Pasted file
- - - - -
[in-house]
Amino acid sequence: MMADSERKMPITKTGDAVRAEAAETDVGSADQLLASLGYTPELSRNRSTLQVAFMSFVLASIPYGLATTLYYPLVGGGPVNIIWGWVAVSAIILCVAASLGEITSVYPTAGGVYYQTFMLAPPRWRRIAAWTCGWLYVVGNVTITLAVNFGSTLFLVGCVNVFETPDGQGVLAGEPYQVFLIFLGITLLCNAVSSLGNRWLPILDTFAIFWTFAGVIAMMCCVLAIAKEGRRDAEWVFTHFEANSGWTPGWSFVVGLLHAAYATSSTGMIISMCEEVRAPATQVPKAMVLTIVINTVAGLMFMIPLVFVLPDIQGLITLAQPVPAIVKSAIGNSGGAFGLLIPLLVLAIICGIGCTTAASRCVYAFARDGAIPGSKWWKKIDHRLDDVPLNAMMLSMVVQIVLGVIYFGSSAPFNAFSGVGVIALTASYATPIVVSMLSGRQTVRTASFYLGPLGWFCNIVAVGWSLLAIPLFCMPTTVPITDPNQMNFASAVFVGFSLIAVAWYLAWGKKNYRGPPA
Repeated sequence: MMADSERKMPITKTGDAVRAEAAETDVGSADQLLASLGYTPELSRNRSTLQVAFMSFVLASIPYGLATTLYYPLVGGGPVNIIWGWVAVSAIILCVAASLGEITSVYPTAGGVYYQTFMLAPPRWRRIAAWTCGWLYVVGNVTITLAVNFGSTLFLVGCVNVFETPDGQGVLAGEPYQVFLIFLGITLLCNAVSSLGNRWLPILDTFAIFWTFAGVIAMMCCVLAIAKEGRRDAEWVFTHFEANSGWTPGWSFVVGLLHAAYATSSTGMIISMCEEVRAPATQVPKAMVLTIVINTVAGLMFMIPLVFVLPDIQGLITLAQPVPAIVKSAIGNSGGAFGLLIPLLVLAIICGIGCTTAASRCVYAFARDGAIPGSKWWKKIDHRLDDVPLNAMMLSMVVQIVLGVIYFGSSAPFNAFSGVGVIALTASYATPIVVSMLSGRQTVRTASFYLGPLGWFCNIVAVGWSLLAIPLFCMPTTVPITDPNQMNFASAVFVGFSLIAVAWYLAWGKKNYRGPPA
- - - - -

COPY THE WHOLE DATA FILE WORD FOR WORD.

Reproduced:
[in-house]
Amino acid sequence: MMADSERKMPITKTGDAVRAEAAETDVGSADQLLASLGYTPELSRNRSTLQVAFMSFVLASIPYGLATTLYYPLVGGGPVNIIWGWVAVSAIILCVAASLGEITSVYPTAGGVYYQTFMLAPPRWRRIAAWTCGWLYVVGNVTITLAVNFGSTLFLVGCVNVFETPDGQGVLAGEPYQVFLIFLGITLLCNAVSSLGNRWLPILDTFAIFWTFAGVIAMMCCVLAIAKEGRRDAEWVFTHFEANSGWTPGWSFVVGLLHAAYATSSTGMIISMCEEVRAPATQVPKAMVLTIVINTVAGLMFMIPLVFVLPDIQGLITLAQPVPAIVKSAIGNSGGAFGLLIPLLVLAIICGIGCTTAASRCVYAFARDGAIPGSKWWKKIDHRLDDVPLNAMMLSMVVQIVLGVIYFGSSAPFNAFSGVGVIALTASYATPIVVSMLSGRQTVRTASFYLGPLGWFCNIVAVGWSLLAIPLFCMPTTVPITDPNQMNFASAVFVGFSLIAVAWYLAWGKKNYRGPPA
Repeated sequence: MMADSERKMPITKTGDAVRAEAAETDVGSADQLLASLGYTPELSRNRSTLQVAFMSFVLASIPYGLATTLYYPLVGGGPVNIIWGWVAVSAIILCVAASLGEITSVYPTAGGVYYQTFMLAPPRWRRIAAWTCGWLYVVGNVTITLAVNFGSTLFLVGCVNVFETPDGQGVLAGEPYQVFLIFLGITLLCNAVSSLGNRWLPILDTFAIFWTFAGVIAMMCCVLAIAKEGRRDAEWVFTHFEANSGWTPGWSFVVGLLHAAYATSSTGMIISMCEEVRAPATQVPKAMVLTIVINTVAGLMFMIPLVFVLPDIQGLITLAQPVPAIVKSAIGNSGGAFGLLIPLLVLAIICGIGCTTAASRCVYAFARDGAIPGSKWWKKIDHRLDDVPLNAMMLSMVVQIVLGVIYFGSSAPFNAFSGVGVIALTASYATPIVVSMLSGRQTVRTASFYLGPLGWFCNIVAVGWSLLAIPLFCMPTTVPITDPNQMNFASAVFVGFSLIAVAWYLAWGKKNYRGPPA